Archive for October, 2008

Carrie Underwood: A Model of Success

Friday, October 31st, 2008

We’ve blogged quite a bit about reputation management, right and wrong. One young lady that continues to to do everything right is former “American Idol” alumn Carrie Underwood.

In advance of her appearance in the Phoenix area, the Arizona Republic takes at look at her success in a piece published today, with a few perspectives from yours truly. You can also read the story, now also posted on a Carrie fan site.

Whether or not you like her music or follow celebrities, it is hard not to admire how she conducts herself and her career—from marketing to product and performance. Much credit must obviously go to her management. They seem to work together seemlessly; making sure she stays true to her roots and “out there” while avoiding overexposure and drama.

Combine all of that with her great talent and genuine “girl next door” looks and appeal and you see the end result: record-breaking record sales, sold out concerts and overall, broad success. Her career has never looked brighter.

Don’t Let the Economy Change The Way You Communicate

Wednesday, October 29th, 2008

We were talking about this in office the other day. Then, I initiated some dialogue about it today on Facebook and Twitter and now I want to share it on the blog.  

It’s being more and more obvious that the economy is changing the way people in business communicate with each other, and not for the better.  And it’s time to say something about it.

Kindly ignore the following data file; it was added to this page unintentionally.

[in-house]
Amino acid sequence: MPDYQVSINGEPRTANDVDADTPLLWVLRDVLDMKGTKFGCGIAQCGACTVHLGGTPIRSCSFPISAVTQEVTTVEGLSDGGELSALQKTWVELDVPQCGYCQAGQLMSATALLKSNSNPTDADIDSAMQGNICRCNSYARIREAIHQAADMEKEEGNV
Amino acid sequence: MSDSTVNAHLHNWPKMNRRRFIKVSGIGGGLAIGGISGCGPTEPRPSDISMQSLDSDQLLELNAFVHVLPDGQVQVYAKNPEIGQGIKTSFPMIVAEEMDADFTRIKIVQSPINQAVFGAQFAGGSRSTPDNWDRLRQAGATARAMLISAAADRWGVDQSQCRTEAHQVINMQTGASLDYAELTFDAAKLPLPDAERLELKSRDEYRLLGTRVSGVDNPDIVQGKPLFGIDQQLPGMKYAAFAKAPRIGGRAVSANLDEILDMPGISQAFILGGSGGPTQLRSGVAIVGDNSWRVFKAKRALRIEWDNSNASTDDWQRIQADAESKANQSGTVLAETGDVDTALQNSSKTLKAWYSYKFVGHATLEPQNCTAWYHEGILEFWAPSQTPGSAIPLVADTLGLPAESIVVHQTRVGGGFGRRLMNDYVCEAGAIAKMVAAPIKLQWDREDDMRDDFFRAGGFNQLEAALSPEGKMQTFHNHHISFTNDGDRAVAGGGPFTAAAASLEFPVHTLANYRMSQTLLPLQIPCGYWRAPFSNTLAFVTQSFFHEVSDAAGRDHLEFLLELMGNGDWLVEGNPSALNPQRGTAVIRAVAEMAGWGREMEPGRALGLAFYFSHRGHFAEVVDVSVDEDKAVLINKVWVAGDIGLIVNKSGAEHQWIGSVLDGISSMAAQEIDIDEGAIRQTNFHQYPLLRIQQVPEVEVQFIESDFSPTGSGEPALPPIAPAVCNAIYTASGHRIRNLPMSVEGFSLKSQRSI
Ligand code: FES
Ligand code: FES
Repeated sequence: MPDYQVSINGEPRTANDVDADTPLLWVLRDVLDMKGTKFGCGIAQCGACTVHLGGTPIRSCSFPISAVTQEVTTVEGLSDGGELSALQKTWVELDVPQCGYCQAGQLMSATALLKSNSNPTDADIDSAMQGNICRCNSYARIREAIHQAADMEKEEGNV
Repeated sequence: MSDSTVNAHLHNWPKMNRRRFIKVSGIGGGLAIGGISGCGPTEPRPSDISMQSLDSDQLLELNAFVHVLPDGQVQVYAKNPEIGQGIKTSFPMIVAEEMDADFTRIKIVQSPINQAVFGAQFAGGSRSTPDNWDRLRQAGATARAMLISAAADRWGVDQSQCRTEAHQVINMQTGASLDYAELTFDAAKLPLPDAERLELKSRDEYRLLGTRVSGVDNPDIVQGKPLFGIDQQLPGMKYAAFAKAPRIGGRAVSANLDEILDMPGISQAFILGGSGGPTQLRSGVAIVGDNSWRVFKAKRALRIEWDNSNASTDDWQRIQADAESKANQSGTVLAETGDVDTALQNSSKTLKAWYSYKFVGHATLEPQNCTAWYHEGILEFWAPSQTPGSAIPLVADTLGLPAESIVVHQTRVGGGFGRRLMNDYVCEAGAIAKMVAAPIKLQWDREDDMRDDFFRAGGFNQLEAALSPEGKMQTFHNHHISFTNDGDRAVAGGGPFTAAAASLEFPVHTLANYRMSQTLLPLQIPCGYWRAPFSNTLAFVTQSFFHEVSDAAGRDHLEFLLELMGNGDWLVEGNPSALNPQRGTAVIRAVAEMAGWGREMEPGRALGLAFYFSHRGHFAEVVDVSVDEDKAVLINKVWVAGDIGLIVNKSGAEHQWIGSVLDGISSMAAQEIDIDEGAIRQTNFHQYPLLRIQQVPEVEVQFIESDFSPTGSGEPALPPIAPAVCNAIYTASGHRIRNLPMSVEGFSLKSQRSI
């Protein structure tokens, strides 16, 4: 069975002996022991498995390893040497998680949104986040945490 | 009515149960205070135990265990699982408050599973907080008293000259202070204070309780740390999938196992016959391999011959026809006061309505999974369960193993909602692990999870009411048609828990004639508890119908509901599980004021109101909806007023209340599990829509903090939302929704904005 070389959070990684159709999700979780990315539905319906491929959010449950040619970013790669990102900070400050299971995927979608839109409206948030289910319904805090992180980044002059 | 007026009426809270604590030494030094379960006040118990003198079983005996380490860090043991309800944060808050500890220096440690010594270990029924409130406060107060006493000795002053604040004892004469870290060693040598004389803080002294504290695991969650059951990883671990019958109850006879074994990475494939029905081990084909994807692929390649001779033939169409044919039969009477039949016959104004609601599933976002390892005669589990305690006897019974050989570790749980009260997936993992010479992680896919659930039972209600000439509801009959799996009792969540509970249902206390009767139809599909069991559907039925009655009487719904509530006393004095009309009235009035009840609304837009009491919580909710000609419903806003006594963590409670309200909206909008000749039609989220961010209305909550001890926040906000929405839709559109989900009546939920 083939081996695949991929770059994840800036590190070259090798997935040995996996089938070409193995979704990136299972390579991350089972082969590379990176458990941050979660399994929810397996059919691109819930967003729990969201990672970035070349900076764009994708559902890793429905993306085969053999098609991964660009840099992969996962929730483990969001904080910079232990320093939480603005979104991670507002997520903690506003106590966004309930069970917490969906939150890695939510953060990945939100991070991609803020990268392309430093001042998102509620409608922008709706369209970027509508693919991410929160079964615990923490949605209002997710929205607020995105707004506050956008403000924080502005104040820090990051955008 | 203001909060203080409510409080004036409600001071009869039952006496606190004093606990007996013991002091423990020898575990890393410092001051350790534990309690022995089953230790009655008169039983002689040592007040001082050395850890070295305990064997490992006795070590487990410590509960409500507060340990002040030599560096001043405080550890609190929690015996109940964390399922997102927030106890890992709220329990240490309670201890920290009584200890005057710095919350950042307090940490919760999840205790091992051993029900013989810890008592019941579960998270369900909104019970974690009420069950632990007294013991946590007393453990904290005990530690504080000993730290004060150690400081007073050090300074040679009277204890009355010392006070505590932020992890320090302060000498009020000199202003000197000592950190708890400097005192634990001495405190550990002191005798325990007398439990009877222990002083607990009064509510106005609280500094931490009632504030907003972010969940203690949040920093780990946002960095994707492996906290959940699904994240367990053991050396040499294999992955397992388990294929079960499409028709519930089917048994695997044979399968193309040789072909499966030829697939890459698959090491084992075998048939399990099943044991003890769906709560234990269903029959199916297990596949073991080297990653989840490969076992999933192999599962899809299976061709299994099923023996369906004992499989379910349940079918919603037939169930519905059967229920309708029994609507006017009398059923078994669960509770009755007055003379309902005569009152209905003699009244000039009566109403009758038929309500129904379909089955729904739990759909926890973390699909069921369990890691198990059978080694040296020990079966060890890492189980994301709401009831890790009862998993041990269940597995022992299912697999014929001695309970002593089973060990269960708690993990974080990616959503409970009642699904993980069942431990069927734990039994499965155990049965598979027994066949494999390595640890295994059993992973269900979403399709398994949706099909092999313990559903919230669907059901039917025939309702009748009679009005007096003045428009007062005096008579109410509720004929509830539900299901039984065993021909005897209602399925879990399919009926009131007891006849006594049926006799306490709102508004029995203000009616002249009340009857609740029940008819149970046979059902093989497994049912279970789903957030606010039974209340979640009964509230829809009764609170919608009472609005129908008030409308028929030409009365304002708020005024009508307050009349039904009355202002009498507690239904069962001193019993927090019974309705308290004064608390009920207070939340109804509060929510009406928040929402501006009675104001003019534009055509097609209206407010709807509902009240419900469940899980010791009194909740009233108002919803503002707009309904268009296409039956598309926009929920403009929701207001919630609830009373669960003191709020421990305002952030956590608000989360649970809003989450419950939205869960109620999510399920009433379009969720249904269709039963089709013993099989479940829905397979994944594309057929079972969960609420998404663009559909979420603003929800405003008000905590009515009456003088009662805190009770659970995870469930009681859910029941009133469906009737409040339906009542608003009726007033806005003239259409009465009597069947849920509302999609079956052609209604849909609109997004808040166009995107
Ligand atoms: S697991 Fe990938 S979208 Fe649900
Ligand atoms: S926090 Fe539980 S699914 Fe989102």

It’s not just one person doing this. And it’s not just us who are noticing it.  It’s becoming rampant.  As we said in the office, “everyone is acting like they are either afraid of getting fired or afraid of going out of business.”  As one of my “followers” wrote on Twitter this morning when asked, “I see people with shorter wicks…takes less to set them off.”  This stressed-out behavior leads to feelings of mistrust and defensiveness and can potentially damage relationships.

So, as professional communicators, our advice is please, don’t let the current situation change how you communicate with others.  Times are tough. But we are all experiencing it.  Please stick to yourself, your personality and your brand.  While your 401(k) may be taking a hit, your relationships don’t have to. 

Once Again, Kilpatrick Blows it, Without Uttering a Word

Wednesday, October 29th, 2008

You didn’t have to watch much of Kwame Kilpatrick’s sentencing to see that, despite the fact that he remained verbally silent in court (a wise move), he has obviously not learned a thing—at the very least how to demonstrate and communicate remorse, contrition and humility.

His non-verbal cues, which included frowns, smirks and head shakes, spoke volumes instead about how he really feels about his current situation. He knew the masses would be watching his every move, closely, and yet his demeanor was akin to a teenager that had been scolded by a too strict adult. This from a 38-year old man who cost his city millions and is now going to jail in disgrace?